|dc.description.abstract||We are being evaluated, but who is evaluating who, and on what terms? Today universities are obliged to be transparent and comparable by the “Bologna Process”, which is great for student mobility. But who is evaluating who and on what terms? What are the qualifications of the evaluators? Why do market oriented managerial reforms loose track on educating individuals who can relate to societal questions? This project has the ambition to evaluate the evaluators.
The educational reforms following the “Bologna Accords” have sought legitimation through intensive evaluation methods. This evaluation process has opened up for strong political influence over higher education by various governmental agencies. How do we as educators in the humanities and the arts deal with this?
For trying out how managerial methods work within the humanities in practice I hired Mr. Rhaman K.J. Wagner, who works within the German Bad-Homburg-based department of the Kaizen Institute — a world wide enterprise mainly helping industries to improve efficiency — and presented him to six students from the Carl von Ossietzky University in Oldenburg, Germany.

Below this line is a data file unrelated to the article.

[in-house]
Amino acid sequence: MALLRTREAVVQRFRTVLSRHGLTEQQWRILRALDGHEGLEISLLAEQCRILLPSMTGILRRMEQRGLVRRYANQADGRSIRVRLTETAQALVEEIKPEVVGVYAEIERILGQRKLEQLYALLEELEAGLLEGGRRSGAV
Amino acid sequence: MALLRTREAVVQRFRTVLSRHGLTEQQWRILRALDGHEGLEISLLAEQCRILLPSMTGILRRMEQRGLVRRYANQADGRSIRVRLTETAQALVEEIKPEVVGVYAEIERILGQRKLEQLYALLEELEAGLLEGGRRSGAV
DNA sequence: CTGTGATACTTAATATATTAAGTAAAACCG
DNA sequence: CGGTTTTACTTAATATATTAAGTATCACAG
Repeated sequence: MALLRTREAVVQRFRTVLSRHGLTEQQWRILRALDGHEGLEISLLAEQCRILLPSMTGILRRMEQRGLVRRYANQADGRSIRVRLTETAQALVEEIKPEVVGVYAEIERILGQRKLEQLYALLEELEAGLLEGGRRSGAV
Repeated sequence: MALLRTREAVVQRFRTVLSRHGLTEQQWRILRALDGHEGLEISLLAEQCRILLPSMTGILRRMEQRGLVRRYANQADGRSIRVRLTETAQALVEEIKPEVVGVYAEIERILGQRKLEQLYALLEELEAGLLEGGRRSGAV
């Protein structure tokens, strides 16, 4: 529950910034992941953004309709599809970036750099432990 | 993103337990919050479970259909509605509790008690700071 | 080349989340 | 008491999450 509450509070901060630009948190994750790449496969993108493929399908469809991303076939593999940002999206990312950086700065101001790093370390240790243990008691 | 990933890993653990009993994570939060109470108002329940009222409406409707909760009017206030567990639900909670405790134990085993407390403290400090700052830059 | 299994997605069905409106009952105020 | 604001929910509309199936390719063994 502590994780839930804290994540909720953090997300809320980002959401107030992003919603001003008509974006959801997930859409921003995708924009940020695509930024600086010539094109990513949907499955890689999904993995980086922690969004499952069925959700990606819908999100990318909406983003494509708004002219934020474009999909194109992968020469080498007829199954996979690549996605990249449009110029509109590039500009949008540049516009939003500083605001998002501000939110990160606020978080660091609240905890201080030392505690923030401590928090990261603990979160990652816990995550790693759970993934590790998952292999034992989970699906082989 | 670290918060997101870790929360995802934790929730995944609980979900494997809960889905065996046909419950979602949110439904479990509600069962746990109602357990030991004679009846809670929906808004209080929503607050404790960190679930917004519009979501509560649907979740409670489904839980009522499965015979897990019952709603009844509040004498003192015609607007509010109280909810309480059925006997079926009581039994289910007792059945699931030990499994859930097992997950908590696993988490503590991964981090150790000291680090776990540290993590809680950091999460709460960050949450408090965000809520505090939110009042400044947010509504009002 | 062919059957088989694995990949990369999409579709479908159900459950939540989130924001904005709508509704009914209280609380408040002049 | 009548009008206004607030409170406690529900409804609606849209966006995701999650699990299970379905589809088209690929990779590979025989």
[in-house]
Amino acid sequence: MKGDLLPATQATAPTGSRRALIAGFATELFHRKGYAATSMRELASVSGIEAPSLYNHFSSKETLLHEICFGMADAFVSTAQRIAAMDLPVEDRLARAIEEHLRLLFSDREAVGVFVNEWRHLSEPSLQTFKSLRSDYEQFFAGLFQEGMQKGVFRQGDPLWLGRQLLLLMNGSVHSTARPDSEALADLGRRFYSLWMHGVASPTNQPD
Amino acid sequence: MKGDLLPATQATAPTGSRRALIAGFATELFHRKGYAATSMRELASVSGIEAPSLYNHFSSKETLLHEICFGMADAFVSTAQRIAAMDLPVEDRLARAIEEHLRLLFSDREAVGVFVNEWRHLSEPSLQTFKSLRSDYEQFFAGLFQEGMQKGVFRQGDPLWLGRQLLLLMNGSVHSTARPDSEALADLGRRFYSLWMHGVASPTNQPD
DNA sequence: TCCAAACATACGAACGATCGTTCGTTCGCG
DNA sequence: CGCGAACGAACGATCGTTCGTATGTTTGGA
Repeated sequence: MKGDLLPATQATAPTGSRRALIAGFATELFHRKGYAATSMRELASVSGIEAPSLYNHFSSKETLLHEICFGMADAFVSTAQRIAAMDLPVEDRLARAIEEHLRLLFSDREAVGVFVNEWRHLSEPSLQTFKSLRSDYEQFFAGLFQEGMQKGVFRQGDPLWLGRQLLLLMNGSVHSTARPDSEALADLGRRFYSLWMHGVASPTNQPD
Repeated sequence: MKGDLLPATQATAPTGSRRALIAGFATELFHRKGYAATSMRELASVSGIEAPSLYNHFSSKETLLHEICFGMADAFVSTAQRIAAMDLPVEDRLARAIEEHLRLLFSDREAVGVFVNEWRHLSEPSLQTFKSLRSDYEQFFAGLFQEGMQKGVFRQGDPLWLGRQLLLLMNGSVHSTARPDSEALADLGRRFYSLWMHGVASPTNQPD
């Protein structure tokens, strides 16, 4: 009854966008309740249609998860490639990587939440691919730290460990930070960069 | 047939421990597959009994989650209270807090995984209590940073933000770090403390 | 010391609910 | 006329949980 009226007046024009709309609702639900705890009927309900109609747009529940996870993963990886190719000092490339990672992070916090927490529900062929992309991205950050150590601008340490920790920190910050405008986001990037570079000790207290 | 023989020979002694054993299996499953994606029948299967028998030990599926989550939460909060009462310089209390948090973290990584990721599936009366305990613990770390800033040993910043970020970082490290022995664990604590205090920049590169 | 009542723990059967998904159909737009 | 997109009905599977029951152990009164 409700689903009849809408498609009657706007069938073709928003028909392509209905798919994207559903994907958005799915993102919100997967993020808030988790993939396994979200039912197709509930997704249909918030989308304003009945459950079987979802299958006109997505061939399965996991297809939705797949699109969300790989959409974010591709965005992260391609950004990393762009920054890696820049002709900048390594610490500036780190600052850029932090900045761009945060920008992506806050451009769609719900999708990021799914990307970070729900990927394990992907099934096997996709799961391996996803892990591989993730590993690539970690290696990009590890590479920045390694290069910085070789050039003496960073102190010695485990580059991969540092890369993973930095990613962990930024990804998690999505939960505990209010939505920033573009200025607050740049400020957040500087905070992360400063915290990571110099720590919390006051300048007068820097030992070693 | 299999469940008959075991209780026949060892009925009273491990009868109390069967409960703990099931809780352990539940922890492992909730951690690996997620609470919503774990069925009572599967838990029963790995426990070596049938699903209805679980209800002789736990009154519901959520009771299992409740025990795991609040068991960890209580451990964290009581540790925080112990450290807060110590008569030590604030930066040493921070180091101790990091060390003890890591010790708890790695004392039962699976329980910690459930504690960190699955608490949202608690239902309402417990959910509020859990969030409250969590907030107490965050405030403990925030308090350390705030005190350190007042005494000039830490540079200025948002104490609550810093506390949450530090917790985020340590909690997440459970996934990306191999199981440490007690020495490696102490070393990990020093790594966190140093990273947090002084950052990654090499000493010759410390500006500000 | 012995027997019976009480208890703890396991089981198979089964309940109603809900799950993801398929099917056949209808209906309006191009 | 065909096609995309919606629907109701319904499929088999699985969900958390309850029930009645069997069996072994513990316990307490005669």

Staging this was a way for me to understand a true story I was told by an artist friend of mine, Markus Degerman, who experienced exactly the same scenario at the Tromsø Art Academy in Norway.
The ambiguity in how the students react to this Kaizen lean management education performed by coach Mr. Wagner, and how he approaches them, to me, is the content of this event and video. And on a symbolic level: lean management method Kaizen, developed by the car manufacturer Toyota meets 1935 Nobel Peace Price winner Carl von Ossietzky within his own context. What does this mean? How would the idealist Carl von Ossietzky have reacted to these lean management strategies?||nb_NO